Foolish and Unlearned Questions Avoid

When I was a summer camp counselor at a Christian camp in 1999, I once had a cabin full of younger junior high campers.

One of my campers at least was only in sixth grade, and he was a bus kid. That means his parents were lost, but that the church came by every week and took him to Sunday School in a big bus full of other kids. Obviously, this kid knew very little about the Bible—only what he couldn’t help learning once a week on Sunday mornings. But here he was at camp, in my cabin on the first day.

Another kid made it to my cabin from perhaps even worse circumstances. He came from a single-parent family and had bounced around to different churches until his mom ended up at the one that brought him to camp. He hadn’t been there long, and knew next to nothing about the Bible.

He brought with him a little dark blue NIV that he had probably never read more than five words from (including “Holy Bible, New International Version”). The first boy, the bus kid, saw that Bible on the first day of camp and said, “Oh, man! Get that thing out of here! You should burn that!” Dan did not take kindly to this Bible-burning order, and there were shouts fired. Naturally, I came in to resolve this dispute. and I told the bus kid that he was wrong, and that Dan could use his little Bible just fine.

Here was a bus kid who didn’t know Jacob from Jerusalem or Jericho from Joash. But he knew that the NIV was wicked, fit only to be burned! This is what he learned at church! This is what a sixth-grade bus kid learned when he went to church once a week.

“Have nothing to do with foolish, ignorant controversies; you know that they breed quarrels.” 2 Tim. 2:23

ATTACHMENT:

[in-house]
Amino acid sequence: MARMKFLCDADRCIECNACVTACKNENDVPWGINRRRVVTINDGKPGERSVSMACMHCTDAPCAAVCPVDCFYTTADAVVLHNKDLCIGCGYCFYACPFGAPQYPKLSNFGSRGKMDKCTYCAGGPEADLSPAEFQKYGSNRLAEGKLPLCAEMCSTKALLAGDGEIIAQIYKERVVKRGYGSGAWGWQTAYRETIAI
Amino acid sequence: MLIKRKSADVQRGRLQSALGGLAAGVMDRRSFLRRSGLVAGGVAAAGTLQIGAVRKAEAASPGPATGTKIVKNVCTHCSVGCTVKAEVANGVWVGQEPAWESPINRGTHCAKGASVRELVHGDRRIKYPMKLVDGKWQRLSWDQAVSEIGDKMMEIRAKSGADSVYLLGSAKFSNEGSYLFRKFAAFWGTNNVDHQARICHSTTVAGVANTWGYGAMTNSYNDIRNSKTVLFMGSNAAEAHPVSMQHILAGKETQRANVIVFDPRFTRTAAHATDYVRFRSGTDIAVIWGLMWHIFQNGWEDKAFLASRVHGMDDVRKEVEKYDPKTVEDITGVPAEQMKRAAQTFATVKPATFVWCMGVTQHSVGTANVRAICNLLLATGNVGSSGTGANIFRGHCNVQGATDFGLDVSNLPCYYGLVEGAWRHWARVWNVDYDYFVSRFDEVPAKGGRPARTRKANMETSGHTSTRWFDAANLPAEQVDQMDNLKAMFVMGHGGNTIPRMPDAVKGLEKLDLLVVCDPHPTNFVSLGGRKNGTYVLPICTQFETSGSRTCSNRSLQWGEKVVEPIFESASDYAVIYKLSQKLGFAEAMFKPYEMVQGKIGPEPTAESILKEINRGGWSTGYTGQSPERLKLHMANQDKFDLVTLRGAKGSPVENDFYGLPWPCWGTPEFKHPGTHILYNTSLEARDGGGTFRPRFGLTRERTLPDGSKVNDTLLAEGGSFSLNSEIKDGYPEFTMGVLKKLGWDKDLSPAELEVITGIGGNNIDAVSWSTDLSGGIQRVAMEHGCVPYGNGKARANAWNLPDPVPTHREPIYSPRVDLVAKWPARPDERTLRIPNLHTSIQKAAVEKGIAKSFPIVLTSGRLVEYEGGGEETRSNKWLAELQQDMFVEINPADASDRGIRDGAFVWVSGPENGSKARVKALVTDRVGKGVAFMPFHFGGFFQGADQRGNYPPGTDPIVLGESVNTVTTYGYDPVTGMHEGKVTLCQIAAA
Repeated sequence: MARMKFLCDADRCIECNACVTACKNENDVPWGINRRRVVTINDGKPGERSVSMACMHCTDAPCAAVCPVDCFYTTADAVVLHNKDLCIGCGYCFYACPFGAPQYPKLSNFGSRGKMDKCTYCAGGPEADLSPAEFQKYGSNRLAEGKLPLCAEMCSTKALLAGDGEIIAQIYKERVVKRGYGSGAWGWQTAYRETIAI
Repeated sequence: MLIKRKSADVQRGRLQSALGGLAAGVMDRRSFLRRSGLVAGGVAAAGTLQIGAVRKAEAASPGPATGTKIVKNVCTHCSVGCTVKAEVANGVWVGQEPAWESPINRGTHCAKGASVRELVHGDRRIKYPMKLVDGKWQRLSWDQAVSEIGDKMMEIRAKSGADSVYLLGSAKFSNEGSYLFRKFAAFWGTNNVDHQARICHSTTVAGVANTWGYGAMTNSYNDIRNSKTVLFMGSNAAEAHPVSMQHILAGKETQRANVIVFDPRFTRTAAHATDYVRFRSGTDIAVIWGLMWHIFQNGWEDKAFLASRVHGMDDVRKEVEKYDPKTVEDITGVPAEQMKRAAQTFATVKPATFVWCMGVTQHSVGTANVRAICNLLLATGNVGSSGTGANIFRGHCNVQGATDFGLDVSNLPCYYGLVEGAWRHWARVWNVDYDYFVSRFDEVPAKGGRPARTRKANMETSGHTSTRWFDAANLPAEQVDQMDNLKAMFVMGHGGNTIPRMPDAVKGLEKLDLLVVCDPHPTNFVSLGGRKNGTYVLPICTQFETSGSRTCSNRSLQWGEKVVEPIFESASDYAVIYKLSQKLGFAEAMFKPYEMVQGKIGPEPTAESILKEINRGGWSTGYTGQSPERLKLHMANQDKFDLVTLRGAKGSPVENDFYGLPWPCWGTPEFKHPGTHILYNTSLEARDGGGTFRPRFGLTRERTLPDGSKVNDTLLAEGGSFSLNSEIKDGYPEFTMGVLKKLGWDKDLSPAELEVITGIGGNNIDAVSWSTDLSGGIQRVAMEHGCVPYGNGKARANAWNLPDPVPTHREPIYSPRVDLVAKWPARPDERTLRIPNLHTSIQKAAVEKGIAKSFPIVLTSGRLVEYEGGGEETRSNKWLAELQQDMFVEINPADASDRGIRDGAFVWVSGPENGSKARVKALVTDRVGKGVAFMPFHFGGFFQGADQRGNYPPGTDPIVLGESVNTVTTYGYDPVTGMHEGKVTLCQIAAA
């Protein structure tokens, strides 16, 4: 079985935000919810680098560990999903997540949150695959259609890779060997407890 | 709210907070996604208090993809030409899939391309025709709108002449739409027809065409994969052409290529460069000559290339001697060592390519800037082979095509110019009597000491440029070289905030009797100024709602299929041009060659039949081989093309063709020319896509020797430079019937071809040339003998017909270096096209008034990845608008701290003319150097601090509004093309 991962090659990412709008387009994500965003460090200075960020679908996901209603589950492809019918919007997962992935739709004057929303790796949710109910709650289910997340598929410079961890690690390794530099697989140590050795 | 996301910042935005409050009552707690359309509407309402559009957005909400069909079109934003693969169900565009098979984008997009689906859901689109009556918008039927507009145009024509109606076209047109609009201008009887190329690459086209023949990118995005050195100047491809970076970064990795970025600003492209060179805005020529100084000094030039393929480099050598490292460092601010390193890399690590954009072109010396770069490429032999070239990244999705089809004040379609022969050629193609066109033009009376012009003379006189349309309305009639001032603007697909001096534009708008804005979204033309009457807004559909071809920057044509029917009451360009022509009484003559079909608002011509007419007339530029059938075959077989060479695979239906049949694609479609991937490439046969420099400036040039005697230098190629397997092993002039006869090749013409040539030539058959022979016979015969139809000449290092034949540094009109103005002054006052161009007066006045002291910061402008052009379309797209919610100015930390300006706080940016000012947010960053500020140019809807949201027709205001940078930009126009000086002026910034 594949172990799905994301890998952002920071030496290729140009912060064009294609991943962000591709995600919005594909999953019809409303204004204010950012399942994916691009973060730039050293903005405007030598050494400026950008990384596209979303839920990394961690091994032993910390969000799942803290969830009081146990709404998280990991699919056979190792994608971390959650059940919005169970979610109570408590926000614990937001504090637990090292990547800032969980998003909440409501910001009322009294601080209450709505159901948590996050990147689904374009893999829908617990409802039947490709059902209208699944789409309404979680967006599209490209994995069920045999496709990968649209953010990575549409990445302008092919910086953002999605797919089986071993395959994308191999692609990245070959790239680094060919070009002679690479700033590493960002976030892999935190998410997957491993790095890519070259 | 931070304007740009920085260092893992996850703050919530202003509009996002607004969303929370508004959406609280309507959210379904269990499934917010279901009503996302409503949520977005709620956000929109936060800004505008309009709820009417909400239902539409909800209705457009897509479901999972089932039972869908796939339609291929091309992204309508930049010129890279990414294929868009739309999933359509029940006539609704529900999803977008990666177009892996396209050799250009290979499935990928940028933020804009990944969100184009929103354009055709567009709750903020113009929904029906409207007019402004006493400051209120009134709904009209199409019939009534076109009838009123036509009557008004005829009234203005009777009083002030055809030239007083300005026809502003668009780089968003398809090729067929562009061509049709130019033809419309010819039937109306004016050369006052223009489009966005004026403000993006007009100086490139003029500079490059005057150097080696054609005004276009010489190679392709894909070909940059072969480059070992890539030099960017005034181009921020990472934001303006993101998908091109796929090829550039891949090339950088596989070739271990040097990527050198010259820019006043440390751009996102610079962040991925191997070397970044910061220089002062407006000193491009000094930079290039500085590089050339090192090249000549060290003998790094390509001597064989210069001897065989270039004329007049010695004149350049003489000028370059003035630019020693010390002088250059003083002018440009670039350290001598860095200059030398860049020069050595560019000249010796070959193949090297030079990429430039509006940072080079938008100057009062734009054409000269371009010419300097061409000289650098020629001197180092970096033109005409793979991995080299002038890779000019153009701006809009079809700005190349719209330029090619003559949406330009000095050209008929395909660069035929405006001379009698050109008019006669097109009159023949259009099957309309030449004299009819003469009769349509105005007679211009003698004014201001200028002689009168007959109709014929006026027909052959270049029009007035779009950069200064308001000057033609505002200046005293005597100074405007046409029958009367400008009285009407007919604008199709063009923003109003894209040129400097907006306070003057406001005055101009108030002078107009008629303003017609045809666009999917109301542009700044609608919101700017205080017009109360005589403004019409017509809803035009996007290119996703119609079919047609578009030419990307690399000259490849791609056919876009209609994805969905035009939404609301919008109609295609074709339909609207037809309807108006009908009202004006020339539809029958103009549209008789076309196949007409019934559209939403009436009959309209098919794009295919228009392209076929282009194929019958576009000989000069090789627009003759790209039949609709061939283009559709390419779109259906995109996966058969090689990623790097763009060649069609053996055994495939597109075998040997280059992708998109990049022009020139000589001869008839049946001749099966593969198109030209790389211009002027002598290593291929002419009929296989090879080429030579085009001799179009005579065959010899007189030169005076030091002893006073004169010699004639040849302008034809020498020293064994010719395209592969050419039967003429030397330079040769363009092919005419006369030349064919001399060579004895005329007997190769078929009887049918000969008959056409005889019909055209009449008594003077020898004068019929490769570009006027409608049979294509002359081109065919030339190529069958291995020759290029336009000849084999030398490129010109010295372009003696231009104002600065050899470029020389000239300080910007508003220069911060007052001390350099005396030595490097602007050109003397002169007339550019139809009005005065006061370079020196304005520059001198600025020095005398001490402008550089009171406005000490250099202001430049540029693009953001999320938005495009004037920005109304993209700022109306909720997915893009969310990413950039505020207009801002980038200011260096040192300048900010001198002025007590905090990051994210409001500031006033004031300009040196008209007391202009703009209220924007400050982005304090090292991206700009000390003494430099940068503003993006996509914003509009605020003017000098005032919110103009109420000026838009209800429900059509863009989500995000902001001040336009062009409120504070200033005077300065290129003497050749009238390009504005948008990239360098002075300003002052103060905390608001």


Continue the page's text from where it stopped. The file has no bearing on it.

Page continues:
What Bible(s) Will I Give My Kids?

My fiancée thinks it’s a bit amusing (but also sweet, she’d say) that I think so often about this, but I really do: What Bible(s) will I give my kids?

Let’s tick through the options:

  • KJV: I want them to be familiar with it for its cultural value (both in American culture and in evangelical culture going back through Spurgeon to earlier times), but not at the expense of misunderstanding God’s words. Because the latter is so weighty to me, the KJV is probably out—though they can read it when they get to exegesis courses in home school =) because of its relevance to the history of interpretation.
  • ESV: I like it. It’s my main version. There are lots of editions. The editors and backers are generally people I can trust for sound hermeneutics. This translation is catching on, I think, better than the NAS has. And Crossway has become a wonderful conservative publisher.
  • NAS: Wooden, sure, but not so bad. Already I think it’s available in fewer editions—and certainly fewer adventurous or innovative ones—than the ESV, despite being substantially older. I plan to have my kids make regular use of this translation.
  • NIV: I want even my youngest readers to read the Bible. For that reason, I’ve considered the NIV (and the TNIV). A little of the old irrational fear of the NIV persists in my heart, grabbing at me from the early 1990s. And I can’t shake the feeling I get from reading the regular criticism of the NIV in, of all places, the Expositor’s Bible Commentary. The EBC is based on the NIV, and the commentary’s authors often find what they consider poor renderings.
  • NLT: The NLT goes a bit too far afield into interpretation for my tastes, even for young readers, but I admit that making the Bible text easier to read necessitates interpretation. The translators for the NLT were some real theological heavy-hitters: Carson, Bock, etc.
  • NET: Great for strong readers who have some experience asking questions of the Bible text. I know I would have loved to have those notes when I was in 7th grade and beyond. I really imbibed the notes in my King James Study Bible during those days. I could have soaked in some good advanced hermeneutics if I’d had a NET.
  • HCSB: Not sure what to think here yet. Seems similar to the NIV.

Probably I’m just going to be eclectic, to have each child read one translation per year and to have them all using different ones at any given time. A regular feature of family devotions will be low-level comparison of translations. I want to inoculate my children against any kind of -Onlyism. NAS-Onlyism or NIV-Onlyism is just as bad as KJV-Onlyism. It’s just not as popular or virulent.